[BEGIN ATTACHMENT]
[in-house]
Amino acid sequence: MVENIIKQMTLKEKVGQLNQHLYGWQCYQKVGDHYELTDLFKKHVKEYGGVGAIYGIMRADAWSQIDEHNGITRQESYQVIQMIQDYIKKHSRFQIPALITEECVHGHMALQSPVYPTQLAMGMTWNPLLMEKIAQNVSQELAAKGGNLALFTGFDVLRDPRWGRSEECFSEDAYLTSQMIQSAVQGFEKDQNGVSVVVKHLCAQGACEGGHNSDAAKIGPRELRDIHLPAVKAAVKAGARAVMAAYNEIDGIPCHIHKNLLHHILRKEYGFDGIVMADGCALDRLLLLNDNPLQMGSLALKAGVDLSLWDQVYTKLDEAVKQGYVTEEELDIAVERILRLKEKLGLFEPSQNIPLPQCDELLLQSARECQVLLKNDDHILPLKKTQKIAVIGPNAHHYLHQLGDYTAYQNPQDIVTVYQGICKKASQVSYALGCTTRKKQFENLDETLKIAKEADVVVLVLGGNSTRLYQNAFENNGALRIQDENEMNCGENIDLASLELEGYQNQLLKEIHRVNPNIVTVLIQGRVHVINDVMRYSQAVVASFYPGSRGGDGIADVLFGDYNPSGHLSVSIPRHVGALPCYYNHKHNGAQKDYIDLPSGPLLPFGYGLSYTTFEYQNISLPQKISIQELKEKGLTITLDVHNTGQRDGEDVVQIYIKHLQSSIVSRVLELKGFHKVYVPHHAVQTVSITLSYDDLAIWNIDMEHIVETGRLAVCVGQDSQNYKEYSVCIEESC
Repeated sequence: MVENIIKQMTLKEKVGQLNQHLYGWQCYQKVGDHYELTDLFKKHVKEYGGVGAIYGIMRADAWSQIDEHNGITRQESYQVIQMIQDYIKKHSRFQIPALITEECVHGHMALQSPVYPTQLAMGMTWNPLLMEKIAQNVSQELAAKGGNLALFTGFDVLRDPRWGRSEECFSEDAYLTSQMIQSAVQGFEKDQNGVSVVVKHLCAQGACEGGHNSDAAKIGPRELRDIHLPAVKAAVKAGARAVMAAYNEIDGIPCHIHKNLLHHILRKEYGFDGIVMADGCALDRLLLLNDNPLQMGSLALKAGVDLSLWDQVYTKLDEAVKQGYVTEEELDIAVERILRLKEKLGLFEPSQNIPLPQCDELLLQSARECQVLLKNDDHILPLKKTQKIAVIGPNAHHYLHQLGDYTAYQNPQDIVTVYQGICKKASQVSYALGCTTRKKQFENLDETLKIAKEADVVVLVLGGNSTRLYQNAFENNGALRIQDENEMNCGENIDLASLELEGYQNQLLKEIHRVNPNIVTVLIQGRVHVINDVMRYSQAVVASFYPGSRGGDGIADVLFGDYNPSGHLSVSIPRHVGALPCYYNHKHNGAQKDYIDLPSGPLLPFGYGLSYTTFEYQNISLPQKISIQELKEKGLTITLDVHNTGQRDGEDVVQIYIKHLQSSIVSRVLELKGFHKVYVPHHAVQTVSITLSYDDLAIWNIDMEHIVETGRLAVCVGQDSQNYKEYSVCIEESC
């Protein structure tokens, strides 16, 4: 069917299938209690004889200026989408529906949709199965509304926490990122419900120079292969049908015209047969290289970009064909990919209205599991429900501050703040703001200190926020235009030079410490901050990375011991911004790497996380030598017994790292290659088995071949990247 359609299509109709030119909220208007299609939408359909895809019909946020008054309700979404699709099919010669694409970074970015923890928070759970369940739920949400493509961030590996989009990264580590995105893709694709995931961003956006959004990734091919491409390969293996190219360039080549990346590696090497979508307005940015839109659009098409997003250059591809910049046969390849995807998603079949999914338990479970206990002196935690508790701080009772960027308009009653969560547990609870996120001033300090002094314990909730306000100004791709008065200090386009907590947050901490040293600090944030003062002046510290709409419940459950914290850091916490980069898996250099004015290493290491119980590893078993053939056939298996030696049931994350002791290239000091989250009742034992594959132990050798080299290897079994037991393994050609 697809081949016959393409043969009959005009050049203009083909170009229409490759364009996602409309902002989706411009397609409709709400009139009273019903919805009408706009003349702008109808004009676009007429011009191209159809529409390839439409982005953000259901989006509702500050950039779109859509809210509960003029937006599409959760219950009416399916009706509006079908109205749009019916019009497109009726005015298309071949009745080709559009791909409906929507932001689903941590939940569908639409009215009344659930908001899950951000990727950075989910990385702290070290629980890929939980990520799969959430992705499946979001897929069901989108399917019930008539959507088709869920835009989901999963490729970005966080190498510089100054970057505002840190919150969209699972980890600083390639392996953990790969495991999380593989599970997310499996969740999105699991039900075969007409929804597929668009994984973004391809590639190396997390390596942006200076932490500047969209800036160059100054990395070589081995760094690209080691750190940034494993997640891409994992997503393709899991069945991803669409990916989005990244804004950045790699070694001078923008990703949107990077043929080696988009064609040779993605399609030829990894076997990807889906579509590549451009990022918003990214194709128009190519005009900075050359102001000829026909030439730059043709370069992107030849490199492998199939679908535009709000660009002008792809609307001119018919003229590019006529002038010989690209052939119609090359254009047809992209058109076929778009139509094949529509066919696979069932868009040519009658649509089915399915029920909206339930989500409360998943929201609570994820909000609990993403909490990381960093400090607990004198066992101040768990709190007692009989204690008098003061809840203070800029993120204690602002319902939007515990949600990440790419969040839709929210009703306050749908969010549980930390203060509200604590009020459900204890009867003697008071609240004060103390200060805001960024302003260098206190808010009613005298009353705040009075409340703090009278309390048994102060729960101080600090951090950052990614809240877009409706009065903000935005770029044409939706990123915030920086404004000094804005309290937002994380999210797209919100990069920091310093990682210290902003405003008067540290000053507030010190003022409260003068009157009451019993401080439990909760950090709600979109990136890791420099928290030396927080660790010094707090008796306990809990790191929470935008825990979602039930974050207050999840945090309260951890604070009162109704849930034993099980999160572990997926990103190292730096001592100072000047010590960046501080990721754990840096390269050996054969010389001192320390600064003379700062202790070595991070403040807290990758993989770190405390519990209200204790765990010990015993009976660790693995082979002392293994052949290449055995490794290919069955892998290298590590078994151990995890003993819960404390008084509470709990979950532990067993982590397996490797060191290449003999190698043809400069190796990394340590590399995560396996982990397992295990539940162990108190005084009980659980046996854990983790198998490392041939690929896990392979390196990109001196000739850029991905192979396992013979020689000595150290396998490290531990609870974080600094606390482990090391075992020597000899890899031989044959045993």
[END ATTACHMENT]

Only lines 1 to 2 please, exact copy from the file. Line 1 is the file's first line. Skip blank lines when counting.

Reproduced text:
[in-house]
Amino acid sequence: MVENIIKQMTLKEKVGQLNQHLYGWQCYQKVGDHYELTDLFKKHVKEYGGVGAIYGIMRADAWSQIDEHNGITRQESYQVIQMIQDYIKKHSRFQIPALITEECVHGHMALQSPVYPTQLAMGMTWNPLLMEKIAQNVSQELAAKGGNLALFTGFDVLRDPRWGRSEECFSEDAYLTSQMIQSAVQGFEKDQNGVSVVVKHLCAQGACEGGHNSDAAKIGPRELRDIHLPAVKAAVKAGARAVMAAYNEIDGIPCHIHKNLLHHILRKEYGFDGIVMADGCALDRLLLLNDNPLQMGSLALKAGVDLSLWDQVYTKLDEAVKQGYVTEEELDIAVERILRLKEKLGLFEPSQNIPLPQCDELLLQSARECQVLLKNDDHILPLKKTQKIAVIGPNAHHYLHQLGDYTAYQNPQDIVTVYQGICKKASQVSYALGCTTRKKQFENLDETLKIAKEADVVVLVLGGNSTRLYQNAFENNGALRIQDENEMNCGENIDLASLELEGYQNQLLKEIHRVNPNIVTVLIQGRVHVINDVMRYSQAVVASFYPGSRGGDGIADVLFGDYNPSGHLSVSIPRHVGALPCYYNHKHNGAQKDYIDLPSGPLLPFGYGLSYTTFEYQNISLPQKISIQELKEKGLTITLDVHNTGQRDGEDVVQIYIKHLQSSIVSRVLELKGFHKVYVPHHAVQTVSITLSYDDLAIWNIDMEHIVETGRLAVCVGQDSQNYKEYSVCIEESC